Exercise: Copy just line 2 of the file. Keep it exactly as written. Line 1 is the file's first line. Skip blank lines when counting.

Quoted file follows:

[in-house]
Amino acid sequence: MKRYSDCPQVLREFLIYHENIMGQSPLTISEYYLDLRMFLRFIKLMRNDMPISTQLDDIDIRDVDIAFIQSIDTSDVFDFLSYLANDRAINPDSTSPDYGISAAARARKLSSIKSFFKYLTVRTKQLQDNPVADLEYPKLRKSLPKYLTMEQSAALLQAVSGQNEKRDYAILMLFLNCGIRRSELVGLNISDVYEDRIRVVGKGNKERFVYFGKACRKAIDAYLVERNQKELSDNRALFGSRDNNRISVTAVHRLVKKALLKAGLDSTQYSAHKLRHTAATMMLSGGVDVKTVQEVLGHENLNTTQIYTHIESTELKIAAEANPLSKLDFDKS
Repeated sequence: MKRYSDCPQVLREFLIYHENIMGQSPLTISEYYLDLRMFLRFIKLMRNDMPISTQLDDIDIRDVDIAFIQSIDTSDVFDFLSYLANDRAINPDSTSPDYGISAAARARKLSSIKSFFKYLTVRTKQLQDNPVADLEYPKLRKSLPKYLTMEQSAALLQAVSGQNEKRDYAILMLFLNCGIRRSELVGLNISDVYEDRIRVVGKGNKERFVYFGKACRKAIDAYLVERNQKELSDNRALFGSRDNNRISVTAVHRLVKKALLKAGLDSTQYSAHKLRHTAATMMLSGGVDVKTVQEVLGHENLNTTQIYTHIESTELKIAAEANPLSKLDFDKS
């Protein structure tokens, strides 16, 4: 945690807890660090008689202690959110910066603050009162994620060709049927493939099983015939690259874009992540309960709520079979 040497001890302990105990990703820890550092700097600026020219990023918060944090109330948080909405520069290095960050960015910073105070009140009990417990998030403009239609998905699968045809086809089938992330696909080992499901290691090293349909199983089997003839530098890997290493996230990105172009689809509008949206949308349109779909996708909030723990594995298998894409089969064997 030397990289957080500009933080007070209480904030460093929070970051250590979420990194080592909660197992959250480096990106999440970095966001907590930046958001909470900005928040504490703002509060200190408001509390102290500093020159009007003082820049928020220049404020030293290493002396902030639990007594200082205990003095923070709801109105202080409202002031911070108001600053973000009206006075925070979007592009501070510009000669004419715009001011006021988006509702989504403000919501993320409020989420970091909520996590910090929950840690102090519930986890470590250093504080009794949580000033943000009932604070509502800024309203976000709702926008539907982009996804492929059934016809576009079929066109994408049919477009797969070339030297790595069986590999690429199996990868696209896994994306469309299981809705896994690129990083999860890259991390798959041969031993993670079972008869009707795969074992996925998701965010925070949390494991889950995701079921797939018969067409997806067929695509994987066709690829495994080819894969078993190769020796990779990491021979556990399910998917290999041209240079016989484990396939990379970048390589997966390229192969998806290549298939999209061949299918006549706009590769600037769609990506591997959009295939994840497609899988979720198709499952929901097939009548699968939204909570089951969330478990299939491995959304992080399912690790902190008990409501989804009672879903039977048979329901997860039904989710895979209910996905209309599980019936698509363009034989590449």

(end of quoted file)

Amino acid sequence: MKRYSDCPQVLREFLIYHENIMGQSPLTISEYYLDLRMFLRFIKLMRNDMPISTQLDDIDIRDVDIAFIQSIDTSDVFDFLSYLANDRAINPDSTSPDYGISAAARARKLSSIKSFFKYLTVRTKQLQDNPVADLEYPKLRKSLPKYLTMEQSAALLQAVSGQNEKRDYAILMLFLNCGIRRSELVGLNISDVYEDRIRVVGKGNKERFVYFGKACRKAIDAYLVERNQKELSDNRALFGSRDNNRISVTAVHRLVKKALLKAGLDSTQYSAHKLRHTAATMMLSGGVDVKTVQEVLGHENLNTTQIYTHIESTELKIAAEANPLSKLDFDKS